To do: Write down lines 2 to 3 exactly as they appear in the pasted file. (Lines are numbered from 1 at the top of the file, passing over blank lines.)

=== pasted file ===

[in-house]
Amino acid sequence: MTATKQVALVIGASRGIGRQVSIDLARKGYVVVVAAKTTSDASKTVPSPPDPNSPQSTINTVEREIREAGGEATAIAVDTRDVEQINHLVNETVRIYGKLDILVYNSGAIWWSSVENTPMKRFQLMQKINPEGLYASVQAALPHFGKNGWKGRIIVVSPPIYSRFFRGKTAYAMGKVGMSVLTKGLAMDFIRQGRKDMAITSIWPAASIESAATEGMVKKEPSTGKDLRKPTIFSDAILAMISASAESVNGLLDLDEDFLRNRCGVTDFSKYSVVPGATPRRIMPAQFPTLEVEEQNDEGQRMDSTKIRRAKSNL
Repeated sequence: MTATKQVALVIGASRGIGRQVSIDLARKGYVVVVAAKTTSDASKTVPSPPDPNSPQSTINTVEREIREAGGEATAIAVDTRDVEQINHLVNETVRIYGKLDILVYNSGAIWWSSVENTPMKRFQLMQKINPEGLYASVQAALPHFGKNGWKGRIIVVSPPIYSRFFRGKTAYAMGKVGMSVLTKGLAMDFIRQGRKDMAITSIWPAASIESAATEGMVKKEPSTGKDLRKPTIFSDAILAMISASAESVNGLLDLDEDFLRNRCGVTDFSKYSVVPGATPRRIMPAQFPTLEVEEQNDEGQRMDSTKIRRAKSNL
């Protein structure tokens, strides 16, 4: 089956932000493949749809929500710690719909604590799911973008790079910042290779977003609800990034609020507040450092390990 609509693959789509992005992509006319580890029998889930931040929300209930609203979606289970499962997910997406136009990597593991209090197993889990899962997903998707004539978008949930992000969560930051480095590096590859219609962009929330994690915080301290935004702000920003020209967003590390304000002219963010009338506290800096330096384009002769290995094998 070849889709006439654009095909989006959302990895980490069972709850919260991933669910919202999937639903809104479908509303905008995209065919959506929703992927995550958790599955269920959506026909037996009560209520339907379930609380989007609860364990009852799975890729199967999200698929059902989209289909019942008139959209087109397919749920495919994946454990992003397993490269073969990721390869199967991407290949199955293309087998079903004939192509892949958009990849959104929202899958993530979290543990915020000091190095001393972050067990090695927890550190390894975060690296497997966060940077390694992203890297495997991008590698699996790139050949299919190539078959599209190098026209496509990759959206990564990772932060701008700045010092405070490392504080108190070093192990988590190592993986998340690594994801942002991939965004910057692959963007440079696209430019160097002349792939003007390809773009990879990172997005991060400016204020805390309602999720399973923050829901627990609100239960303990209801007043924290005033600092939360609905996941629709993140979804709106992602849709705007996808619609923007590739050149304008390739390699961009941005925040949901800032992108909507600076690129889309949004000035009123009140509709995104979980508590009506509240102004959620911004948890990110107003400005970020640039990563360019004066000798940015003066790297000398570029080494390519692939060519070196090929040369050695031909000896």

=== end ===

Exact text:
Amino acid sequence: MTATKQVALVIGASRGIGRQVSIDLARKGYVVVVAAKTTSDASKTVPSPPDPNSPQSTINTVEREIREAGGEATAIAVDTRDVEQINHLVNETVRIYGKLDILVYNSGAIWWSSVENTPMKRFQLMQKINPEGLYASVQAALPHFGKNGWKGRIIVVSPPIYSRFFRGKTAYAMGKVGMSVLTKGLAMDFIRQGRKDMAITSIWPAASIESAATEGMVKKEPSTGKDLRKPTIFSDAILAMISASAESVNGLLDLDEDFLRNRCGVTDFSKYSVVPGATPRRIMPAQFPTLEVEEQNDEGQRMDSTKIRRAKSNL
Repeated sequence: MTATKQVALVIGASRGIGRQVSIDLARKGYVVVVAAKTTSDASKTVPSPPDPNSPQSTINTVEREIREAGGEATAIAVDTRDVEQINHLVNETVRIYGKLDILVYNSGAIWWSSVENTPMKRFQLMQKINPEGLYASVQAALPHFGKNGWKGRIIVVSPPIYSRFFRGKTAYAMGKVGMSVLTKGLAMDFIRQGRKDMAITSIWPAASIESAATEGMVKKEPSTGKDLRKPTIFSDAILAMISASAESVNGLLDLDEDFLRNRCGVTDFSKYSVVPGATPRRIMPAQFPTLEVEEQNDEGQRMDSTKIRRAKSNL